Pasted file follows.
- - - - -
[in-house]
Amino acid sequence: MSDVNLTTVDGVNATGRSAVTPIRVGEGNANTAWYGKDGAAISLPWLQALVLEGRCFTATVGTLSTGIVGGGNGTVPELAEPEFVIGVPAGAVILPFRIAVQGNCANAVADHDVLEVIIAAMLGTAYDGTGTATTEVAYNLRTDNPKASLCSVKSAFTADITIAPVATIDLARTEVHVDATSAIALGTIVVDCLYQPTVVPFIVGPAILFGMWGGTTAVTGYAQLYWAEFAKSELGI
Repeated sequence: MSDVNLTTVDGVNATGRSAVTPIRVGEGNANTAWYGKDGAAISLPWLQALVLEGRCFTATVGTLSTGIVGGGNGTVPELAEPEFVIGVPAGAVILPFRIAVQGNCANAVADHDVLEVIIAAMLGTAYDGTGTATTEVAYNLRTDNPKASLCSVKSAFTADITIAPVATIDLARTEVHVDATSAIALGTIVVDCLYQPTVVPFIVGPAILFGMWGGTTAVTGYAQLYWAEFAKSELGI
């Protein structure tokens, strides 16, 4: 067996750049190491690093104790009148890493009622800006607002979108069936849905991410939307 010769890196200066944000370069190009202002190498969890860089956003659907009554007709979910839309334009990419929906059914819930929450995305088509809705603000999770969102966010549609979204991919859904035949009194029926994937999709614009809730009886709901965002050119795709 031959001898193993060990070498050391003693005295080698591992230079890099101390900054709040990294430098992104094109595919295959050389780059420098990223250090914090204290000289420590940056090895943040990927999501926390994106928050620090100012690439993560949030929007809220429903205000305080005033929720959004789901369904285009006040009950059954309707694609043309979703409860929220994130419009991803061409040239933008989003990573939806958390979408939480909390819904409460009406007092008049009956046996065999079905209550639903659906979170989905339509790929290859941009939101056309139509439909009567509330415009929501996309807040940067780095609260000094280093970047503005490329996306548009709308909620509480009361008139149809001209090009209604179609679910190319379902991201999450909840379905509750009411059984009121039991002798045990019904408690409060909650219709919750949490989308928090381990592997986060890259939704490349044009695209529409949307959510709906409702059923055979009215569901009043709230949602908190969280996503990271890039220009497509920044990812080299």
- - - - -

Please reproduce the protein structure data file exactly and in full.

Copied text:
[in-house]
Amino acid sequence: MSDVNLTTVDGVNATGRSAVTPIRVGEGNANTAWYGKDGAAISLPWLQALVLEGRCFTATVGTLSTGIVGGGNGTVPELAEPEFVIGVPAGAVILPFRIAVQGNCANAVADHDVLEVIIAAMLGTAYDGTGTATTEVAYNLRTDNPKASLCSVKSAFTADITIAPVATIDLARTEVHVDATSAIALGTIVVDCLYQPTVVPFIVGPAILFGMWGGTTAVTGYAQLYWAEFAKSELGI
Repeated sequence: MSDVNLTTVDGVNATGRSAVTPIRVGEGNANTAWYGKDGAAISLPWLQALVLEGRCFTATVGTLSTGIVGGGNGTVPELAEPEFVIGVPAGAVILPFRIAVQGNCANAVADHDVLEVIIAAMLGTAYDGTGTATTEVAYNLRTDNPKASLCSVKSAFTADITIAPVATIDLARTEVHVDATSAIALGTIVVDCLYQPTVVPFIVGPAILFGMWGGTTAVTGYAQLYWAEFAKSELGI
């Protein structure tokens, strides 16, 4: 067996750049190491690093104790009148890493009622800006607002979108069936849905991410939307 010769890196200066944000370069190009202002190498969890860089956003659907009554007709979910839309334009990419929906059914819930929450995305088509809705603000999770969102966010549609979204991919859904035949009194029926994937999709614009809730009886709901965002050119795709 031959001898193993060990070498050391003693005295080698591992230079890099101390900054709040990294430098992104094109595919295959050389780059420098990223250090914090204290000289420590940056090895943040990927999501926390994106928050620090100012690439993560949030929007809220429903205000305080005033929720959004789901369904285009006040009950059954309707694609043309979703409860929220994130419009991803061409040239933008989003990573939806958390979408939480909390819904409460009406007092008049009956046996065999079905209550639903659906979170989905339509790929290859941009939101056309139509439909009567509330415009929501996309807040940067780095609260000094280093970047503005490329996306548009709308909620509480009361008139149809001209090009209604179609679910190319379902991201999450909840379905509750009411059984009121039991002798045990019904408690409060909650219709919750949490989308928090381990592997986060890259939704490349044009695209529409949307959510709906409702059923055979009215569901009043709230949602908190969280996503990271890039220009497509920044990812080299």